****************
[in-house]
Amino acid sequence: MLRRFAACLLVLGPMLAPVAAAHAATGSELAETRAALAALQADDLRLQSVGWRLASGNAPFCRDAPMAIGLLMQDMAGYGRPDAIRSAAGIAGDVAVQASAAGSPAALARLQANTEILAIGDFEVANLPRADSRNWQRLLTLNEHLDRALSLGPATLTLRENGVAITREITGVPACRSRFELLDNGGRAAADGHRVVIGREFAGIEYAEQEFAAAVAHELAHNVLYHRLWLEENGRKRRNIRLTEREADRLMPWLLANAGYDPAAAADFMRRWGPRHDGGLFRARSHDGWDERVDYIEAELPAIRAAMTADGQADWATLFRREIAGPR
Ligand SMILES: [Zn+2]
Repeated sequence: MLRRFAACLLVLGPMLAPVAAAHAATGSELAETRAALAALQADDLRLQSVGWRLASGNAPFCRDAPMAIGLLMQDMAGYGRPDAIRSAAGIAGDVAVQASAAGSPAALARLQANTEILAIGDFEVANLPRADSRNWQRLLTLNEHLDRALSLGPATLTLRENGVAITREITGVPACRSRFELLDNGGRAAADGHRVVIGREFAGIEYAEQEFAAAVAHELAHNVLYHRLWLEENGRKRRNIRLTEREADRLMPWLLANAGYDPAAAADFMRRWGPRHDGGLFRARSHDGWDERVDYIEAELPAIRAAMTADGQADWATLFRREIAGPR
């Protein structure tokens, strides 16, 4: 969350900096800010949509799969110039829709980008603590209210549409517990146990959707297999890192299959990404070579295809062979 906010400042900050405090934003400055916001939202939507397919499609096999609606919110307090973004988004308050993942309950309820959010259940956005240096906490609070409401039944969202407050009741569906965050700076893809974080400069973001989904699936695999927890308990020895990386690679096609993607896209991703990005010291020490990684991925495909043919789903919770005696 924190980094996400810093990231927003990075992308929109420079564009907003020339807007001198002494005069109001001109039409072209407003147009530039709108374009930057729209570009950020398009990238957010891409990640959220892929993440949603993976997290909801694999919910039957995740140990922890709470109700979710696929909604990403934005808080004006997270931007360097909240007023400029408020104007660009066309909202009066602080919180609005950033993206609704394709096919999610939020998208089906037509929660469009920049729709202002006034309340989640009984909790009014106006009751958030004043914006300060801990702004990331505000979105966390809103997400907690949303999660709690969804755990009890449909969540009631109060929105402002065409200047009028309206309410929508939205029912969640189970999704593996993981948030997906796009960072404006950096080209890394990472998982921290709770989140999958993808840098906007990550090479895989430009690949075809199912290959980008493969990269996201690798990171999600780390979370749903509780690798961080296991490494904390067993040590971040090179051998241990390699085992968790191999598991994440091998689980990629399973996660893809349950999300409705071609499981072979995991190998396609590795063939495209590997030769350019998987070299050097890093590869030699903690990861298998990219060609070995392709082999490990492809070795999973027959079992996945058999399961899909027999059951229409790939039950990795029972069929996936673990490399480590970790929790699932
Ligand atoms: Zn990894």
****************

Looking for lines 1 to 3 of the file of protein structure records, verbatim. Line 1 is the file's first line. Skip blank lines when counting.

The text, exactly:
[in-house]
Amino acid sequence: MLRRFAACLLVLGPMLAPVAAAHAATGSELAETRAALAALQADDLRLQSVGWRLASGNAPFCRDAPMAIGLLMQDMAGYGRPDAIRSAAGIAGDVAVQASAAGSPAALARLQANTEILAIGDFEVANLPRADSRNWQRLLTLNEHLDRALSLGPATLTLRENGVAITREITGVPACRSRFELLDNGGRAAADGHRVVIGREFAGIEYAEQEFAAAVAHELAHNVLYHRLWLEENGRKRRNIRLTEREADRLMPWLLANAGYDPAAAADFMRRWGPRHDGGLFRARSHDGWDERVDYIEAELPAIRAAMTADGQADWATLFRREIAGPR
Ligand SMILES: [Zn+2]